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First Little League Baseball Player To Be President Of Us

Over my 18 years coaching youth baseball, I’ve toyed with different batting order ideas, both to be competitive and to be fair to the players. Let’s explore the competitive side first. Most coaches will bat their best player on the team either 3rd or 4th, which is the correct theory by the book. I also did this for a number of years. However, if and when you have one player who stands out in ability, which each team usually has one, it seems that in the middle of a rally you are always counting how many more at bats until “Rocky” comes to bat. With me, it seemed like the rally fizzled more times than not before it was “Rocky’s” turn to bat. I began to experiment with my best player and started to bat him either 1st or 2nd. A funny thing happened. He got more at bats and was involved in more rallies. I followed this technique for a while, and we won more games and were more competitive. I also did this in All Star games, and it worked even better there because this player with superior talent got more at bats.

Another technique I instituted really became popular with my players. Usually, many coaches bat their weakest players down in the line-up, either 8th or 9th. Once they bat, they are taken out of the game. So, when coaches read the batting order, and the 8th or 9th batter hears their names called, they express great disappointment. Now, here is the change I made one year, and have carried it through each and every year since. On the team that I am head coach or manager, the player who bats 8th or 9th plays the whole game. Now, when the batting order is read, those who are batting 8th or 9th cheer loudly! It is turning a negative into a positive.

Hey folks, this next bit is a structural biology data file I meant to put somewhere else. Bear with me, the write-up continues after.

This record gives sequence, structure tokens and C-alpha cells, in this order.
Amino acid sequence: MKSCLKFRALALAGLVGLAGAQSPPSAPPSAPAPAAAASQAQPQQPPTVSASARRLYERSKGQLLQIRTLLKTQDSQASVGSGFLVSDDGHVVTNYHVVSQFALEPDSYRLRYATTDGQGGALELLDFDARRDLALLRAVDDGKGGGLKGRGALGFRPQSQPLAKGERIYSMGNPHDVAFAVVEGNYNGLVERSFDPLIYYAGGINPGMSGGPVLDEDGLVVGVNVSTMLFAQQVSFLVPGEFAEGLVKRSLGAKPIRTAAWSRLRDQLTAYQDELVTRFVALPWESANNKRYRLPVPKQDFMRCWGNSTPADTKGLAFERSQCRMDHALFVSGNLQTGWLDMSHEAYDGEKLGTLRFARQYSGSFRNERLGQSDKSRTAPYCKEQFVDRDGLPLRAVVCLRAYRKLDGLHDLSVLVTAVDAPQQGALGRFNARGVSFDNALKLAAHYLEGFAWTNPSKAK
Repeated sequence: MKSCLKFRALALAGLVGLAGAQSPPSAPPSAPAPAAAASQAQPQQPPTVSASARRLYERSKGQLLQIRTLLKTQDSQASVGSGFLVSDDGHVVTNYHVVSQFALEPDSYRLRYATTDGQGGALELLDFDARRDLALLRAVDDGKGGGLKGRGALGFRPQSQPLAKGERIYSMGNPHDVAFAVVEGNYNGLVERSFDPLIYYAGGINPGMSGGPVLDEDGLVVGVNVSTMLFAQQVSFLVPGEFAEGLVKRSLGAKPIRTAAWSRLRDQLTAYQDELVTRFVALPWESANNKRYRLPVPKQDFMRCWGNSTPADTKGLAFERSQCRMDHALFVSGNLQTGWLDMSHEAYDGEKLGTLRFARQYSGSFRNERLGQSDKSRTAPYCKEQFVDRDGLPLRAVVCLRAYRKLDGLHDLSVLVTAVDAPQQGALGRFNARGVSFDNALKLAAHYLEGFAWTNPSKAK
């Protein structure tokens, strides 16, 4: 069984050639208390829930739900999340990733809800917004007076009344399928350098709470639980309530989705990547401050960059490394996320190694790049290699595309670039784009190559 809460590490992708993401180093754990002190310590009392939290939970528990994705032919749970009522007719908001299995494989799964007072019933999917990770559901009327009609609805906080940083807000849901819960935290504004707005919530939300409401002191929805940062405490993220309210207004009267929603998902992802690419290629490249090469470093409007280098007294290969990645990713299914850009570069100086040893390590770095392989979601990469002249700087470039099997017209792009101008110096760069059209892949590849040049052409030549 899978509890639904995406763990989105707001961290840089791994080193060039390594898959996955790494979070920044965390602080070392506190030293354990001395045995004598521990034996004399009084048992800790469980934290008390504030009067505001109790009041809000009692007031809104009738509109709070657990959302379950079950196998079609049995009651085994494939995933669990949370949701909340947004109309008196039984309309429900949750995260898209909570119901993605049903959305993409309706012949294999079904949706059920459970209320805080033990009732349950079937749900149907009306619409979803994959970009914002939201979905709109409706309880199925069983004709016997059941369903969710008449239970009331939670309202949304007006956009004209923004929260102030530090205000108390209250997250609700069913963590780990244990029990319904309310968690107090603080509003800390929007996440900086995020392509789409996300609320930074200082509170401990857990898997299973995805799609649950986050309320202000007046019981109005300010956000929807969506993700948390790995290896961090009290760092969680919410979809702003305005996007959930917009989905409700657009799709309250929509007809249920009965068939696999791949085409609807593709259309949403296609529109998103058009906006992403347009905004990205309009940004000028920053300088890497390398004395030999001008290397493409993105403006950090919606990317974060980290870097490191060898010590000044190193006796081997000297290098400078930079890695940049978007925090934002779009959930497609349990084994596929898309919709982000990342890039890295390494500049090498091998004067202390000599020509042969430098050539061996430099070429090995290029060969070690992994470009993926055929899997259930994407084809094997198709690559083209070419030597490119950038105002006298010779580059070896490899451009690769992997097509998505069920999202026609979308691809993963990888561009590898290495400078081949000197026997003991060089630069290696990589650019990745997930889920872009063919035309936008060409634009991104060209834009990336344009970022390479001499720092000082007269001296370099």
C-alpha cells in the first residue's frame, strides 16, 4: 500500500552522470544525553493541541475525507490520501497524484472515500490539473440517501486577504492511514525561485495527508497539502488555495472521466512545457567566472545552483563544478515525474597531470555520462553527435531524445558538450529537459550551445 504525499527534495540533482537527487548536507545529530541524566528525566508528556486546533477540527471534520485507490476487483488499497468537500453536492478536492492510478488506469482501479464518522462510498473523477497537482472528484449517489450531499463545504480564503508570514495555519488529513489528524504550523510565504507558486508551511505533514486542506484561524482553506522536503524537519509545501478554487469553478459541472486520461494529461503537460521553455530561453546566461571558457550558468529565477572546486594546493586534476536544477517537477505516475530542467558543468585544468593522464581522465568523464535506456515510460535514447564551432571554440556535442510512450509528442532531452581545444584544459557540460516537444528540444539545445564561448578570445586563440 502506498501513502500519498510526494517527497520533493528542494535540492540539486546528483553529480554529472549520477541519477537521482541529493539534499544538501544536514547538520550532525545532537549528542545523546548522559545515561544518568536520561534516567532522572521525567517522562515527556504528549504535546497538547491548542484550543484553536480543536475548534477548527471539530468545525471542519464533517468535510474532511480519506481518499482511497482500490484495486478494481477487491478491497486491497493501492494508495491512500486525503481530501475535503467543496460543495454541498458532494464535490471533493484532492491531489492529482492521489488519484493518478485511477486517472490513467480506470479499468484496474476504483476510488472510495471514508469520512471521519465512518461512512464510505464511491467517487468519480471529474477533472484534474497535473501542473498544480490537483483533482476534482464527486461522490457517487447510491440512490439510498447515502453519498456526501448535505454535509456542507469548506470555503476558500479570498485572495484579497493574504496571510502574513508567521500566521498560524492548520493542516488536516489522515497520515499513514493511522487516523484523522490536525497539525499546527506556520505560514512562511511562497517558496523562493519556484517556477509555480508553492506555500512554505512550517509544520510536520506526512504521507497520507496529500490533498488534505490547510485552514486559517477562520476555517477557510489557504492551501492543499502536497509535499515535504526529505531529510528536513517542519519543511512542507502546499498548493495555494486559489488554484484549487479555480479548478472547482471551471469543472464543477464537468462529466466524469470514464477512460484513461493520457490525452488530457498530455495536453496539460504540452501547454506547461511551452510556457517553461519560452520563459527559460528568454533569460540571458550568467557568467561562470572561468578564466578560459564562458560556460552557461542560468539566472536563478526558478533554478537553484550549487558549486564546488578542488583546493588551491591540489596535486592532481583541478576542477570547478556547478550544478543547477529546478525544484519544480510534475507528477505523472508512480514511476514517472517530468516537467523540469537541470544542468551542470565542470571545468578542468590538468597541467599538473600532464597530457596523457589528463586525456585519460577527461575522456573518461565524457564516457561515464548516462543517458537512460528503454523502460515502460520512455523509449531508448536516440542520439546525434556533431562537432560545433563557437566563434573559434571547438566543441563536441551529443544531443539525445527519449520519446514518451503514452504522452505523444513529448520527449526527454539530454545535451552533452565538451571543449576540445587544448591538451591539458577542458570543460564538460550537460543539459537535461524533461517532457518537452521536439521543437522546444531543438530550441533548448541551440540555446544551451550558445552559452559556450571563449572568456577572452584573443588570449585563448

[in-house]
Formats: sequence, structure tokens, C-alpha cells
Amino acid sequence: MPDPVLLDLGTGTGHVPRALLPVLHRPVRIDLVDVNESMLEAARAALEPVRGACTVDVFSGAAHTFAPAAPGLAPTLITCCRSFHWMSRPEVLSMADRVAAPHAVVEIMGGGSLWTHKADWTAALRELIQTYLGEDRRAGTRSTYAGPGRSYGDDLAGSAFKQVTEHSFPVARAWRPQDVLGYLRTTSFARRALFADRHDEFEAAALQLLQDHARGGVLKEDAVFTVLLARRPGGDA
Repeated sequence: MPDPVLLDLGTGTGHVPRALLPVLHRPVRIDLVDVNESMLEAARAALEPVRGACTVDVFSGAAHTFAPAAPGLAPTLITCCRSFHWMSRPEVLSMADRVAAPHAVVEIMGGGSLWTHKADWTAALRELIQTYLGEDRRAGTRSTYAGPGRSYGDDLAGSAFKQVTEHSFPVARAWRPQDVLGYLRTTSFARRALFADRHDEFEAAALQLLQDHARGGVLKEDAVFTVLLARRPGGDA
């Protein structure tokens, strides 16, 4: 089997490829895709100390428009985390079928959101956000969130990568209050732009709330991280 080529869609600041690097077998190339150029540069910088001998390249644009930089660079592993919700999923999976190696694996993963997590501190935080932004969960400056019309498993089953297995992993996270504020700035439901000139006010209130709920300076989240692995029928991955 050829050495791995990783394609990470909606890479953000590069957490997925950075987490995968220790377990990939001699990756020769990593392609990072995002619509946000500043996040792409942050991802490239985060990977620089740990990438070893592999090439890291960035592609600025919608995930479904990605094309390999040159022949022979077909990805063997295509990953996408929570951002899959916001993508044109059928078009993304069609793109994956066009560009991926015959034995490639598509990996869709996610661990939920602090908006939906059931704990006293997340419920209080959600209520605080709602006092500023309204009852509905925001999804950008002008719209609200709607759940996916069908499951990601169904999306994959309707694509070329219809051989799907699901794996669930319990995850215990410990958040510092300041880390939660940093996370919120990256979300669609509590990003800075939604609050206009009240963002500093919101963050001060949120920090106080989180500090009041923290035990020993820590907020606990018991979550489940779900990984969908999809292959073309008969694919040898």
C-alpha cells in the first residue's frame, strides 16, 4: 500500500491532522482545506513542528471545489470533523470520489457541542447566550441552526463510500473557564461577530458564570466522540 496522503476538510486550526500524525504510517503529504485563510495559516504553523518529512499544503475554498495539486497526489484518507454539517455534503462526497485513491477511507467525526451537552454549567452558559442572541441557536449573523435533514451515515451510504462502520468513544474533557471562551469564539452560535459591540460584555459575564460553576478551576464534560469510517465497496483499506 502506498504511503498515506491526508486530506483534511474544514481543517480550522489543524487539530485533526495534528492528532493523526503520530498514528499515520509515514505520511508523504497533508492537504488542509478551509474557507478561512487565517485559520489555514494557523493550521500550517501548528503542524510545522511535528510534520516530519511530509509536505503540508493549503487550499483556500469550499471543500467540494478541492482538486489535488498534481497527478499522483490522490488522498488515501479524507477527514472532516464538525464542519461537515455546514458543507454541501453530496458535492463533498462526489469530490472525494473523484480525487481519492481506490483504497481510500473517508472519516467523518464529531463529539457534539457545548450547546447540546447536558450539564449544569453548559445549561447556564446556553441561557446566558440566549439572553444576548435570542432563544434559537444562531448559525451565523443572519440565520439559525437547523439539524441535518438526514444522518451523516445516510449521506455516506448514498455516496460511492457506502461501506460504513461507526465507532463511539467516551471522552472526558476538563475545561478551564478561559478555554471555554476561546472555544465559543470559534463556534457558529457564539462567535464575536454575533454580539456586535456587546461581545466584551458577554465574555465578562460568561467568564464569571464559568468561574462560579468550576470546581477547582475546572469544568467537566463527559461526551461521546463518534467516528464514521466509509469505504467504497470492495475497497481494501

Coaches can have a balance between being competitive and being fair when creating their batting order. Leagues need to impose suggestions so batting orders are rotated throughout the season. It makes no sense if one player in a 20 game season gets 65 at bats while another player gets only 25 at bats. Remember, success of a team should be based on improvement for individuals and as a team. And yes, coaches can still make their team competitive!

Marty Schupak has coached youth baseball for 18 years and is the video creator of "The 59 Minute Baseball Practice", "Backyard Baseball Drills", "Winning Baseball Strategies", "Hitting Drills & Techniques" and author of the popular book, "Youth Baseball Drills". He is a principle for Videos For Coaches and is also President of the Youth Sports Club, a group dedicated to making sports practices and games more enjoyable for kids.